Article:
Use Sustainable Energy
Kill fossil fuels before they kill us.
As Butterflies go this one’s pretty sizable. It’s big, like the Queen Alexandra Birdwing butterfly’s big with its wingspan of 32cm. But that makes it sound nerdy when actually it’s cool. It’s more like a hawk. Cool like a hawk from the wrong side of the tracks with attitude to the max and something to prove. Or cool like a pterodactyl using a Blackberry on a skateboard, wearing a leather jacket and swearing.
The planet’s been getting a bit of a kicking lately – since about the start of the industrial revolution – but now we’re fixing that with our efforts. Save a bit of energy, go for sustainable materials and Bob should be your etc. But everything we’re doing to cut down on our energy use is within the limits of our dirty-bad energy supply: coal and oil, I’m looking at you. We’ve known for decades that fossil fuels would doom us to Waterworlds, Days After Tomorrow and Maxes both Sane and Mad, but still we pump them out to power our electric lemon zesters. People, this is madness.
There are alternatives. Switching to clean, renewable, sustainable sources of energy is the Butterfly of Butterflies. Unless I’ve referred to another Butterfly as the Butterfly of Butterflies. There are a lot of these knocking about now; I lose track of what jokes I’ve used already. The point is: this Butterfly is big. Big like the Queen Alexandra Birdwing butterfly’s big with its wingspan of… No, that one’s ringing a bell.
With renewable energy we’re talking the stuff of sci-fi movies: Wind, wave, hydro, solar and biogen. And since this Butterfly was first online our use of renewables has rocketed, by which I mean I’m taking the credit. By 2019, renewables accounted for 20% of energy use in the UK and 11% in the US – the latter at a time when the place was run by a batshit crazy climate denier who loves coal almost as much as cocaine, Adderall and adult nappies. The task now is to get that to 100% all the time everywhere.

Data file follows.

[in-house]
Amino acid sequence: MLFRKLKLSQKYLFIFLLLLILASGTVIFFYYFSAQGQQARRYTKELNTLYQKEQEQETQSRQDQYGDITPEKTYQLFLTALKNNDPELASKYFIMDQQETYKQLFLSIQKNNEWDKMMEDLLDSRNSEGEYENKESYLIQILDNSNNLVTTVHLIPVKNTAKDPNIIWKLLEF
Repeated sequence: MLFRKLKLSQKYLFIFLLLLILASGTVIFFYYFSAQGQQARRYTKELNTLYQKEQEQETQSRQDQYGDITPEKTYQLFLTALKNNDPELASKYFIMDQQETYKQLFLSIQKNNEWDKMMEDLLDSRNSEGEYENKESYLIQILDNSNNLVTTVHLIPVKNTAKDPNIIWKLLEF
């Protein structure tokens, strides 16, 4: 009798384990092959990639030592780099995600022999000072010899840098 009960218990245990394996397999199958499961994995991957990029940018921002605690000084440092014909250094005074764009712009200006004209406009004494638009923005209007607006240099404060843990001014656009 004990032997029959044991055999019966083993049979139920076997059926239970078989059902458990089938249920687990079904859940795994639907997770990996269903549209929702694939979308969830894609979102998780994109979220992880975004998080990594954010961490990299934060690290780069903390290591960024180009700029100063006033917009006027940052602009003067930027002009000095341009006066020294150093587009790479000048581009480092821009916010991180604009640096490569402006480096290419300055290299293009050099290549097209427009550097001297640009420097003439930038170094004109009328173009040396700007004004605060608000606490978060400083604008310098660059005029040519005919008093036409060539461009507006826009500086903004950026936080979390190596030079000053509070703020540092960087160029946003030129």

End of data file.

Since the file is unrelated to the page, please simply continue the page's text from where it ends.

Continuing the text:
As the market grows, renewables become easier to access. In the UK the big six – British Gas, EDF, e-on, npower, Scottish Power and SSE – all offer green tariffs, although their greenness is complicated. Electricity pours into the national grid from dirty-bad coal, future-saving renewables and Kremzeeks, and gets mixed in together. When you sign up for a green tariff you could technically be making a cup of tea with dirty-bad coal but somewhere in the process your supplier will buy renewable energy certificates, generating or paying for renewable-generated electricity to match their percentage of green tariff customers. Greenpeace, Ofgem and Which have all been concerned about the potential for this to be just another round of empty corporate greenwashing, which isn’t unlikely given fossil fuel companies are genocidal capitalists that make 1950s cigarette companies look like a toddler’s lemonade stand.
Some companies go further. In 2020, Scottish Power committed to fully renewable electricity from its own renewable sources – a massive change from one of the sinister six – while smaller operators like Bulb, Ecotricity and Octopus Energy have been at it for years. Some of them also offer carbon-neutral gas, which will have to do while we’re waiting to ditch the mucky shit altogether.
While all this is encouraging there’s a predictable downside: it’ll cost you. Go to a comparison site – yer Money Supermarket, yer Big Clean Switch – you’ll notice fully renewable companies tend to be a bit pricier. But us Zeroes are beyond the fallacy of bargain buys. We know cheap clothes can mean sweatshops, cheap food can mean big footprints and cheap power can mean ploughing through finite fossil fuels, filling the air with CO2 and wiping out the species. Paying a few quid to keep humanity going isn’t that big an ask. Not when you’re getting a big, cool Butterfly like this. Big and cool like a flying Dinobot possessed by the spirit of Samuel L Jackson doing an impression of Henry Winkler in a Parisian beat café. Go switch!
Use sustainable energy
Reduce greenhouse gases
Prevent climate disaster
Photo credit: The Zero
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